Technical Data
Albumin, Human Serum (HSA) (HRP)
Albumin is a soluble, monomeric protein which comprises about one-half of the blood serum protein. Albumin functions primarily as a carrier protein for steroids, fatty acids, and thyroid hormones and plays a role in stabilizing extracellular fluid volume. Mutations in this gene on chromosome 4 result in various anomalous proteins. Albumin is a globular unglycosylated serum protein of molecular weight 65,000. The human albumin gene is 16,961 nucleotides long from the putative 'cap' site to the first poly(A) addition site. It is split into 15 exons which are symmetrically placed within the 3 domains that are thought to have arisen by triplication of a single primordial domain. Albumin is synthesized in the liver as preproalbumin which has an N-terminal peptide that is removed before the nascent protein is released from the rough endoplasmic reticulum. The product, proalbumin, is in turn cleaved in the Golgi vesicles to produce the secreted albumin.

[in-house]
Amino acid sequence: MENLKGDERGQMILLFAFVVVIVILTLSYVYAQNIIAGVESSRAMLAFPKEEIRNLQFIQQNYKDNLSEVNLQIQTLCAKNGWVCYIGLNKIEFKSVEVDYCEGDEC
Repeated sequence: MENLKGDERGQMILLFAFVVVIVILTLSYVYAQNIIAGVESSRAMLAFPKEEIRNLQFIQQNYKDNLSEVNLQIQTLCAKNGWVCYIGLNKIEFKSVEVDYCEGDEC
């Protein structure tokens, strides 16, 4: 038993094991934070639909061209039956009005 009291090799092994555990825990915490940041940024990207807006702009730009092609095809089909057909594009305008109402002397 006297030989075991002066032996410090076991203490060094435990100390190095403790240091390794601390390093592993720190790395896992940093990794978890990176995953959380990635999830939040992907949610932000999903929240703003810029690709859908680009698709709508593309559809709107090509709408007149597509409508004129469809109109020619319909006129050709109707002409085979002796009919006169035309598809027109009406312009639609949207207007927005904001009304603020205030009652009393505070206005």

Suitable for use in ELISA, Western Blot and Immunohistochemistry. Other applications not tested.

Recommended Dilutions:
ELISA: 1:10,000-1:50,000
Western Blot: 1:1000-1:5000
Immunohistochemistry: 1:500-1:2500
Immunohistochemistry (Paraffin): 1:10-1:2000
Optimal dilutions to be determined by the researcher.

Storage and Stability:
May be stored at 4C for short-term only. Aliquot to avoid repeated freezing and thawing. Store at -20C. Aliquots are stable for 12 months after receipt. For maximum recovery of product, centrifuge the original vial after thawing and prior to removing the cap. Labeled with horseradish peroxidase (HRP). Sodium azide is a potent inhibitor of peroxidase and should not be added to HRP conjugates. HRP conjugates are sensitive to light.
100ug-20CBlue IceHumanRabbit
Human Serum Albumin
Suppilied as a liquid in PBS, pH 7.2, 10mg/ml BSA, 0.01% gentamicin sulfate. Labeled with horseradish peroxidase (HRP).
Recognizes Human Serum Albumin.
Intended for research use only. Not for use in human, therapeutic, or diagnostic applications.
Farr AG & Nakane PK Immunohistochemistry with enzyme labeled antibodies: a brief review. J Immunol Methods 47:129-44 (1981).